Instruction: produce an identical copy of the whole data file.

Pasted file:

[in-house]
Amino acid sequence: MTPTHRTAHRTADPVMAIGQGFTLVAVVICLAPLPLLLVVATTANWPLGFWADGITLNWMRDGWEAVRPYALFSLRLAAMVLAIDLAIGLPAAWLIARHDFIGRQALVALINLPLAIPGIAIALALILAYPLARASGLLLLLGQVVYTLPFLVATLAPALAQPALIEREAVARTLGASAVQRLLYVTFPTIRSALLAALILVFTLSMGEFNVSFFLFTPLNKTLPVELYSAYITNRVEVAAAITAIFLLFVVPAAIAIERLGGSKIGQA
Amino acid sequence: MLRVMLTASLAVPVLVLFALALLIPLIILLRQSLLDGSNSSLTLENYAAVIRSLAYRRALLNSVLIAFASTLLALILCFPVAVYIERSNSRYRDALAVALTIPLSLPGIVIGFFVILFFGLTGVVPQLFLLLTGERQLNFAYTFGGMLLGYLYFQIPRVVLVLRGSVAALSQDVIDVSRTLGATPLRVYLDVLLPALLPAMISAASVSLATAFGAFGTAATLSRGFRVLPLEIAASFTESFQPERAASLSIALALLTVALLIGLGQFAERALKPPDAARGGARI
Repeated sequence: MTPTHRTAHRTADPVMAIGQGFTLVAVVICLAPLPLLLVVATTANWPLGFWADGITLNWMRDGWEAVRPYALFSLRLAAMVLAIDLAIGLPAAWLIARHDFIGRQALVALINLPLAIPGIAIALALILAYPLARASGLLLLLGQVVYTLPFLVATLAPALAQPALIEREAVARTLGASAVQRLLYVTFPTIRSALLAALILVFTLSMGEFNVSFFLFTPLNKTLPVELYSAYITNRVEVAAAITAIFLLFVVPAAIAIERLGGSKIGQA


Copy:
[in-house]
Amino acid sequence: MTPTHRTAHRTADPVMAIGQGFTLVAVVICLAPLPLLLVVATTANWPLGFWADGITLNWMRDGWEAVRPYALFSLRLAAMVLAIDLAIGLPAAWLIARHDFIGRQALVALINLPLAIPGIAIALALILAYPLARASGLLLLLGQVVYTLPFLVATLAPALAQPALIEREAVARTLGASAVQRLLYVTFPTIRSALLAALILVFTLSMGEFNVSFFLFTPLNKTLPVELYSAYITNRVEVAAAITAIFLLFVVPAAIAIERLGGSKIGQA
Amino acid sequence: MLRVMLTASLAVPVLVLFALALLIPLIILLRQSLLDGSNSSLTLENYAAVIRSLAYRRALLNSVLIAFASTLLALILCFPVAVYIERSNSRYRDALAVALTIPLSLPGIVIGFFVILFFGLTGVVPQLFLLLTGERQLNFAYTFGGMLLGYLYFQIPRVVLVLRGSVAALSQDVIDVSRTLGATPLRVYLDVLLPALLPAMISAASVSLATAFGAFGTAATLSRGFRVLPLEIAASFTESFQPERAASLSIALALLTVALLIGLGQFAERALKPPDAARGGARI
Repeated sequence: MTPTHRTAHRTADPVMAIGQGFTLVAVVICLAPLPLLLVVATTANWPLGFWADGITLNWMRDGWEAVRPYALFSLRLAAMVLAIDLAIGLPAAWLIARHDFIGRQALVALINLPLAIPGIAIALALILAYPLARASGLLLLLGQVVYTLPFLVATLAPALAQPALIEREAVARTLGASAVQRLLYVTFPTIRSALLAALILVFTLSMGEFNVSFFLFTPLNKTLPVELYSAYITNRVEVAAAITAIFLLFVVPAAIAIERLGGSKIGQA